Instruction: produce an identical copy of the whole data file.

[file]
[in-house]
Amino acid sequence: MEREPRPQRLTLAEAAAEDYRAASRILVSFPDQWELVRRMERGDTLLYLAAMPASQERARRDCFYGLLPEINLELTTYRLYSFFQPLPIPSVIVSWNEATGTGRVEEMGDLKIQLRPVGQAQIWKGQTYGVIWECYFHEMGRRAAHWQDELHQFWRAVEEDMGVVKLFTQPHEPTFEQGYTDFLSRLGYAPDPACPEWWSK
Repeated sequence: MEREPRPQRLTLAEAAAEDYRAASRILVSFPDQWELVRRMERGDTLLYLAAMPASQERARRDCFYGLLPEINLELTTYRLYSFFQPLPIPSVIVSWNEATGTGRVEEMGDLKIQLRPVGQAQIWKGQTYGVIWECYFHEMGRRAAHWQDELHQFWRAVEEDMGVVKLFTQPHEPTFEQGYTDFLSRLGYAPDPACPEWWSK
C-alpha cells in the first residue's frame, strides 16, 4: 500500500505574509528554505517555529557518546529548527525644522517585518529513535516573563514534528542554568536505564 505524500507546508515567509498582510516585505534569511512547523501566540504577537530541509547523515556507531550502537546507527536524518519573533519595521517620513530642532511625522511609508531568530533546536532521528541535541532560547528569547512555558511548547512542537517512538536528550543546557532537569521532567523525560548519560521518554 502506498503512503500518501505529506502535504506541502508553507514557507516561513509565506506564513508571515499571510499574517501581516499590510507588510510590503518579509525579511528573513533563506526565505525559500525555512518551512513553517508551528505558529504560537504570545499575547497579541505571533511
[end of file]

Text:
[in-house]
Amino acid sequence: MEREPRPQRLTLAEAAAEDYRAASRILVSFPDQWELVRRMERGDTLLYLAAMPASQERARRDCFYGLLPEINLELTTYRLYSFFQPLPIPSVIVSWNEATGTGRVEEMGDLKIQLRPVGQAQIWKGQTYGVIWECYFHEMGRRAAHWQDELHQFWRAVEEDMGVVKLFTQPHEPTFEQGYTDFLSRLGYAPDPACPEWWSK
Repeated sequence: MEREPRPQRLTLAEAAAEDYRAASRILVSFPDQWELVRRMERGDTLLYLAAMPASQERARRDCFYGLLPEINLELTTYRLYSFFQPLPIPSVIVSWNEATGTGRVEEMGDLKIQLRPVGQAQIWKGQTYGVIWECYFHEMGRRAAHWQDELHQFWRAVEEDMGVVKLFTQPHEPTFEQGYTDFLSRLGYAPDPACPEWWSK
C-alpha cells in the first residue's frame, strides 16, 4: 500500500505574509528554505517555529557518546529548527525644522517585518529513535516573563514534528542554568536505564 505524500507546508515567509498582510516585505534569511512547523501566540504577537530541509547523515556507531550502537546507527536524518519573533519595521517620513530642532511625522511609508531568530533546536532521528541535541532560547528569547512555558511548547512542537517512538536528550543546557532537569521532567523525560548519560521518554 502506498503512503500518501505529506502535504506541502508553507514557507516561513509565506506564513508571515499571510499574517501581516499590510507588510510590503518579509525579511528573513533563506526565505525559500525555512518551512513553517508551528505558529504560537504570545499575547497579541505571533511